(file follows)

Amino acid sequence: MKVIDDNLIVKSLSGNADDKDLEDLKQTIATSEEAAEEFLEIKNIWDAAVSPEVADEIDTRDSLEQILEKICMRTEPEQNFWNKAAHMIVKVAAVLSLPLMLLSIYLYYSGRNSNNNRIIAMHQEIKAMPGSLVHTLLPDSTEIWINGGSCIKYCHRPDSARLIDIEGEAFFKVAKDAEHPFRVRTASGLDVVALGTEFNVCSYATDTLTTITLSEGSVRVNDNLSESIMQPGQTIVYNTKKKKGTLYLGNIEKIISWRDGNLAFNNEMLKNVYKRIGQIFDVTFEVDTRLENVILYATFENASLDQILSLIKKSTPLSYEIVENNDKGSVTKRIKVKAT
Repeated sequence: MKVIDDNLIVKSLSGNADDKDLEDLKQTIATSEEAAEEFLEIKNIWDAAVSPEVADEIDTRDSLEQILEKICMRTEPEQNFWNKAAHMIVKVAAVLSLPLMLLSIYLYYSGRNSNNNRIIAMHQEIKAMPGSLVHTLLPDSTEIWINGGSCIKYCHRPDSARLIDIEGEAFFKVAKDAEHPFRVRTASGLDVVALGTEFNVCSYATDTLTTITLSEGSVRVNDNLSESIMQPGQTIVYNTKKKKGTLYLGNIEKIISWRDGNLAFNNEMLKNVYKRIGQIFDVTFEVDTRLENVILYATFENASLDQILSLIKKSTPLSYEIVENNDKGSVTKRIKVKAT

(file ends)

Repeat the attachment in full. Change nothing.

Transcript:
Amino acid sequence: MKVIDDNLIVKSLSGNADDKDLEDLKQTIATSEEAAEEFLEIKNIWDAAVSPEVADEIDTRDSLEQILEKICMRTEPEQNFWNKAAHMIVKVAAVLSLPLMLLSIYLYYSGRNSNNNRIIAMHQEIKAMPGSLVHTLLPDSTEIWINGGSCIKYCHRPDSARLIDIEGEAFFKVAKDAEHPFRVRTASGLDVVALGTEFNVCSYATDTLTTITLSEGSVRVNDNLSESIMQPGQTIVYNTKKKKGTLYLGNIEKIISWRDGNLAFNNEMLKNVYKRIGQIFDVTFEVDTRLENVILYATFENASLDQILSLIKKSTPLSYEIVENNDKGSVTKRIKVKAT
Repeated sequence: MKVIDDNLIVKSLSGNADDKDLEDLKQTIATSEEAAEEFLEIKNIWDAAVSPEVADEIDTRDSLEQILEKICMRTEPEQNFWNKAAHMIVKVAAVLSLPLMLLSIYLYYSGRNSNNNRIIAMHQEIKAMPGSLVHTLLPDSTEIWINGGSCIKYCHRPDSARLIDIEGEAFFKVAKDAEHPFRVRTASGLDVVALGTEFNVCSYATDTLTTITLSEGSVRVNDNLSESIMQPGQTIVYNTKKKKGTLYLGNIEKIISWRDGNLAFNNEMLKNVYKRIGQIFDVTFEVDTRLENVILYATFENASLDQILSLIKKSTPLSYEIVENNDKGSVTKRIKVKAT